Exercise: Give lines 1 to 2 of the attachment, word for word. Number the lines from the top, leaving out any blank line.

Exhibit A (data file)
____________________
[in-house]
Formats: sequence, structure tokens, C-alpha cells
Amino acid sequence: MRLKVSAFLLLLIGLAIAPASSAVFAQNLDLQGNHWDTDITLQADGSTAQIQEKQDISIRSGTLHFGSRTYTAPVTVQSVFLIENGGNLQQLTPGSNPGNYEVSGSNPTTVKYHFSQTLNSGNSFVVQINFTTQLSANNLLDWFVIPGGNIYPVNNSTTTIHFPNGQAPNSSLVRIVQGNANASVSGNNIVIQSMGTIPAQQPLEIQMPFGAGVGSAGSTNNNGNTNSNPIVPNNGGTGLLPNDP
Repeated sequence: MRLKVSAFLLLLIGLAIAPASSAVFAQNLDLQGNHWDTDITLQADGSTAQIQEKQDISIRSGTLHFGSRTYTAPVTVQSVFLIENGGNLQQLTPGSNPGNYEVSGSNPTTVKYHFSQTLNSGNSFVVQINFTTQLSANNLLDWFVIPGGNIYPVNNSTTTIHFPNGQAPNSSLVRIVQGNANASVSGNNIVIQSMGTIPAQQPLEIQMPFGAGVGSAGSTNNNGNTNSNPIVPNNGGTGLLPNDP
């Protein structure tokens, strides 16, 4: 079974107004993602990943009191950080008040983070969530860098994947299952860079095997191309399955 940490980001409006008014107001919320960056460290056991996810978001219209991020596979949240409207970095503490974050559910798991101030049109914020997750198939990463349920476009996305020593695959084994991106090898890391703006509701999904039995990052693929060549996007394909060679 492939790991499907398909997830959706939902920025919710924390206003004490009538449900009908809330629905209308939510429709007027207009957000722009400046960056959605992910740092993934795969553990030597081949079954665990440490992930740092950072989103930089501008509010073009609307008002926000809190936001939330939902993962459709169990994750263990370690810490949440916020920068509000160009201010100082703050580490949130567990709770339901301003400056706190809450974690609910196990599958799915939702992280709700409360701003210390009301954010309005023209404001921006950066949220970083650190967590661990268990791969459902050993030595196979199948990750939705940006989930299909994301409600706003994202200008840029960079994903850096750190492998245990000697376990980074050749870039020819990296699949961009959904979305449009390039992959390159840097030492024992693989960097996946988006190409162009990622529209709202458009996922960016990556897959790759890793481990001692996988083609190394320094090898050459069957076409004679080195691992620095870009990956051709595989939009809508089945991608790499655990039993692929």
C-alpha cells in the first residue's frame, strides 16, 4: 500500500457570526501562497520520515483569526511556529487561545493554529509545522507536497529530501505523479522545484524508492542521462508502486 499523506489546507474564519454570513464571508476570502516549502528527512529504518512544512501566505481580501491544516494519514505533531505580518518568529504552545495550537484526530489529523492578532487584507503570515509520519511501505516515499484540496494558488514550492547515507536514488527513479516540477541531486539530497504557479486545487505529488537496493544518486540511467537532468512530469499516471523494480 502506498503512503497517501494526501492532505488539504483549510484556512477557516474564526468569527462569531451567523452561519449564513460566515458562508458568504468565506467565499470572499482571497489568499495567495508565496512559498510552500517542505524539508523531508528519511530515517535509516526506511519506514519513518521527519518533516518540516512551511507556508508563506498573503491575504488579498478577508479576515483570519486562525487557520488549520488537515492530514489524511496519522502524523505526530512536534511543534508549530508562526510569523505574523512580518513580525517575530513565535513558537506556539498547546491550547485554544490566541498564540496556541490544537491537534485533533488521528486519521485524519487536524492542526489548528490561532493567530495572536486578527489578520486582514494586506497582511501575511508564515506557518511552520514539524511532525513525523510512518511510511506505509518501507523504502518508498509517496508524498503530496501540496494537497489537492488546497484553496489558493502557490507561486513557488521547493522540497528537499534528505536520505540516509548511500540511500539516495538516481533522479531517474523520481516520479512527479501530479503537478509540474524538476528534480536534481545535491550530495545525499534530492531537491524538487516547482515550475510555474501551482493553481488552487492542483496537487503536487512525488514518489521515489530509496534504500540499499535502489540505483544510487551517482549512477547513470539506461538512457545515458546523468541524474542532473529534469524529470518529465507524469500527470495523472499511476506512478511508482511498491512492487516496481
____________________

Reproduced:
[in-house]
Formats: sequence, structure tokens, C-alpha cells